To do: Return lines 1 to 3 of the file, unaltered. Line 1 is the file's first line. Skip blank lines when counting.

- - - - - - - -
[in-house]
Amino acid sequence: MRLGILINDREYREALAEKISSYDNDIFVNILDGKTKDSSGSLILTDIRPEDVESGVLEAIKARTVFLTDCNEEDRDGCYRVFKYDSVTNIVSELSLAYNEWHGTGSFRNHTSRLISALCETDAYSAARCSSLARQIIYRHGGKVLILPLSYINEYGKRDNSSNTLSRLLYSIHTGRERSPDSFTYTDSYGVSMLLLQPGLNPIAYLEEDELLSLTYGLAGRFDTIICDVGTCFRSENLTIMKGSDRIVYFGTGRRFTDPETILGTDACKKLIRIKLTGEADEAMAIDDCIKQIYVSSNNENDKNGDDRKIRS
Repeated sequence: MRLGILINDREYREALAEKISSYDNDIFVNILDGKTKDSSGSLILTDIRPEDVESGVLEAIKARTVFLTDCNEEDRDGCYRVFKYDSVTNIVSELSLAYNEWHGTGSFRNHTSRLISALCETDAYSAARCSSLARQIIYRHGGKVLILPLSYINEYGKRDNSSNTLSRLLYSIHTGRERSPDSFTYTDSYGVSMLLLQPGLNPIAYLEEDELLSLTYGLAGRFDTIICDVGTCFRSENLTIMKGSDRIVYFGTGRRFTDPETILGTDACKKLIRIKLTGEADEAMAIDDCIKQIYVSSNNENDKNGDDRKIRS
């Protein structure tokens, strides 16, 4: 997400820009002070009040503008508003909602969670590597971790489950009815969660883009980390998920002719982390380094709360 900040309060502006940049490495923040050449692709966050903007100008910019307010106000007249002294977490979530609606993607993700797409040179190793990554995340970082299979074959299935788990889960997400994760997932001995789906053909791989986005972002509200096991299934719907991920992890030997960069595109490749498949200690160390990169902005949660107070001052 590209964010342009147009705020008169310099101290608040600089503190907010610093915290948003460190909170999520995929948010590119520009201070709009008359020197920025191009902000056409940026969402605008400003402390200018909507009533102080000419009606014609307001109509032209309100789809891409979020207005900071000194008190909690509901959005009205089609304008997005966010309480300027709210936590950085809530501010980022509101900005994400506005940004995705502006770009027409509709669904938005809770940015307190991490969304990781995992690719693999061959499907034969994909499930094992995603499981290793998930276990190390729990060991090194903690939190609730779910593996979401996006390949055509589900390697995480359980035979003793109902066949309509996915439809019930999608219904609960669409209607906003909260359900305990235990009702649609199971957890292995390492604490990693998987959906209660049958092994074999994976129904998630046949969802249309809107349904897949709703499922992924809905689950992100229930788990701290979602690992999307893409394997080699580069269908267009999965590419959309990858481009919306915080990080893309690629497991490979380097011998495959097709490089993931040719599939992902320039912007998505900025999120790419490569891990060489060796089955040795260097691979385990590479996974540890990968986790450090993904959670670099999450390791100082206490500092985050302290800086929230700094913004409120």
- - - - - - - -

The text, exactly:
[in-house]
Amino acid sequence: MRLGILINDREYREALAEKISSYDNDIFVNILDGKTKDSSGSLILTDIRPEDVESGVLEAIKARTVFLTDCNEEDRDGCYRVFKYDSVTNIVSELSLAYNEWHGTGSFRNHTSRLISALCETDAYSAARCSSLARQIIYRHGGKVLILPLSYINEYGKRDNSSNTLSRLLYSIHTGRERSPDSFTYTDSYGVSMLLLQPGLNPIAYLEEDELLSLTYGLAGRFDTIICDVGTCFRSENLTIMKGSDRIVYFGTGRRFTDPETILGTDACKKLIRIKLTGEADEAMAIDDCIKQIYVSSNNENDKNGDDRKIRS
Repeated sequence: MRLGILINDREYREALAEKISSYDNDIFVNILDGKTKDSSGSLILTDIRPEDVESGVLEAIKARTVFLTDCNEEDRDGCYRVFKYDSVTNIVSELSLAYNEWHGTGSFRNHTSRLISALCETDAYSAARCSSLARQIIYRHGGKVLILPLSYINEYGKRDNSSNTLSRLLYSIHTGRERSPDSFTYTDSYGVSMLLLQPGLNPIAYLEEDELLSLTYGLAGRFDTIICDVGTCFRSENLTIMKGSDRIVYFGTGRRFTDPETILGTDACKKLIRIKLTGEADEAMAIDDCIKQIYVSSNNENDKNGDDRKIRS